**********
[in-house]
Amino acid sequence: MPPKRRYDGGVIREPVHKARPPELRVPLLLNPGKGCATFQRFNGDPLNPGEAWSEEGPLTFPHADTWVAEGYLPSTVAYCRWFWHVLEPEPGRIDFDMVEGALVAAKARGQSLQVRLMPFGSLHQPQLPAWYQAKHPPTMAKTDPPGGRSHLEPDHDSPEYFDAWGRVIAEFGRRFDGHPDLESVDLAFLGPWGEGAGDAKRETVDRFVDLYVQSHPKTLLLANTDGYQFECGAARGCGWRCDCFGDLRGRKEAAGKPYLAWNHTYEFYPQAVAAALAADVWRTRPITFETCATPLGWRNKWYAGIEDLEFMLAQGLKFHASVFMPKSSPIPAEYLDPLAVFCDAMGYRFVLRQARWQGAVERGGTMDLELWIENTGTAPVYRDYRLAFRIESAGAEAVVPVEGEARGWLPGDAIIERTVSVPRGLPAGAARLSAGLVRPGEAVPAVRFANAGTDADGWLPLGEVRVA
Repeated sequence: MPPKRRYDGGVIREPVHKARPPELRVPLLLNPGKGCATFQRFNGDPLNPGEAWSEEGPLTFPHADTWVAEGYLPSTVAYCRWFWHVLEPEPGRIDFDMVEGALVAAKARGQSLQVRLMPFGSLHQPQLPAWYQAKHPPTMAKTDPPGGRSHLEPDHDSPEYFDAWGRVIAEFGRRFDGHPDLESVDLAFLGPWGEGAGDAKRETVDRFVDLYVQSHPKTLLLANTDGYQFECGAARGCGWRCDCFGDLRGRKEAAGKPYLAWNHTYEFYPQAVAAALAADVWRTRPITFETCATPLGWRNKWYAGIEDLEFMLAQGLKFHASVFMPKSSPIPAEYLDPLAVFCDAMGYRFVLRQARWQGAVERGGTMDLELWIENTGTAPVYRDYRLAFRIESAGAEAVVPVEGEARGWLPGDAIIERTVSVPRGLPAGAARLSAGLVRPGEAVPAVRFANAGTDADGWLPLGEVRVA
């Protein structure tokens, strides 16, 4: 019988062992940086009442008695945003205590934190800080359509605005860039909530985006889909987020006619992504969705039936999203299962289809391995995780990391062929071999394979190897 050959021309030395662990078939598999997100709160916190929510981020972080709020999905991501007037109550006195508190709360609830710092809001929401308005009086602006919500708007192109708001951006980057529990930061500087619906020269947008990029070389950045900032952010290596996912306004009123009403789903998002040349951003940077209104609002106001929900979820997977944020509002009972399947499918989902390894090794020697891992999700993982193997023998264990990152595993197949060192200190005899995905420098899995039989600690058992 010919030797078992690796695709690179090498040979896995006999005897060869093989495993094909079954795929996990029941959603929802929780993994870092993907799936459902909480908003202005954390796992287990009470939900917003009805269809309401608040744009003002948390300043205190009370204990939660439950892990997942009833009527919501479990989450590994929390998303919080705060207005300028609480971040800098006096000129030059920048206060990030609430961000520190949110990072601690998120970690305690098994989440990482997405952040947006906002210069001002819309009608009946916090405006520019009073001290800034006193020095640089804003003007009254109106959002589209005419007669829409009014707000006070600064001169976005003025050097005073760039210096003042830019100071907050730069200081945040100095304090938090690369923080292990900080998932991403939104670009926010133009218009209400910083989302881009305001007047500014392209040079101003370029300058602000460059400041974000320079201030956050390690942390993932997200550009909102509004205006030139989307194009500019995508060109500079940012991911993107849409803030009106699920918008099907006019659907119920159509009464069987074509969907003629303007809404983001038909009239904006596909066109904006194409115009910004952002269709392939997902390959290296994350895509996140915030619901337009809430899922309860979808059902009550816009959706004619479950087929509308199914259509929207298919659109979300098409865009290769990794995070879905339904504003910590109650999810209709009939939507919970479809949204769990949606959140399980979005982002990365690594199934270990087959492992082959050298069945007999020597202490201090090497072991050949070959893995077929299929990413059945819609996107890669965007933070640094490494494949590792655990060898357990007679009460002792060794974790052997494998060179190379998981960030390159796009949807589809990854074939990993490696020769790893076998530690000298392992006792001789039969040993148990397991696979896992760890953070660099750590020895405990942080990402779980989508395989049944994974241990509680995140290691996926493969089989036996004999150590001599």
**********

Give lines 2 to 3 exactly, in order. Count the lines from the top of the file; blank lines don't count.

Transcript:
Amino acid sequence: MPPKRRYDGGVIREPVHKARPPELRVPLLLNPGKGCATFQRFNGDPLNPGEAWSEEGPLTFPHADTWVAEGYLPSTVAYCRWFWHVLEPEPGRIDFDMVEGALVAAKARGQSLQVRLMPFGSLHQPQLPAWYQAKHPPTMAKTDPPGGRSHLEPDHDSPEYFDAWGRVIAEFGRRFDGHPDLESVDLAFLGPWGEGAGDAKRETVDRFVDLYVQSHPKTLLLANTDGYQFECGAARGCGWRCDCFGDLRGRKEAAGKPYLAWNHTYEFYPQAVAAALAADVWRTRPITFETCATPLGWRNKWYAGIEDLEFMLAQGLKFHASVFMPKSSPIPAEYLDPLAVFCDAMGYRFVLRQARWQGAVERGGTMDLELWIENTGTAPVYRDYRLAFRIESAGAEAVVPVEGEARGWLPGDAIIERTVSVPRGLPAGAARLSAGLVRPGEAVPAVRFANAGTDADGWLPLGEVRVA
Repeated sequence: MPPKRRYDGGVIREPVHKARPPELRVPLLLNPGKGCATFQRFNGDPLNPGEAWSEEGPLTFPHADTWVAEGYLPSTVAYCRWFWHVLEPEPGRIDFDMVEGALVAAKARGQSLQVRLMPFGSLHQPQLPAWYQAKHPPTMAKTDPPGGRSHLEPDHDSPEYFDAWGRVIAEFGRRFDGHPDLESVDLAFLGPWGEGAGDAKRETVDRFVDLYVQSHPKTLLLANTDGYQFECGAARGCGWRCDCFGDLRGRKEAAGKPYLAWNHTYEFYPQAVAAALAADVWRTRPITFETCATPLGWRNKWYAGIEDLEFMLAQGLKFHASVFMPKSSPIPAEYLDPLAVFCDAMGYRFVLRQARWQGAVERGGTMDLELWIENTGTAPVYRDYRLAFRIESAGAEAVVPVEGEARGWLPGDAIIERTVSVPRGLPAGAARLSAGLVRPGEAVPAVRFANAGTDADGWLPLGEVRVA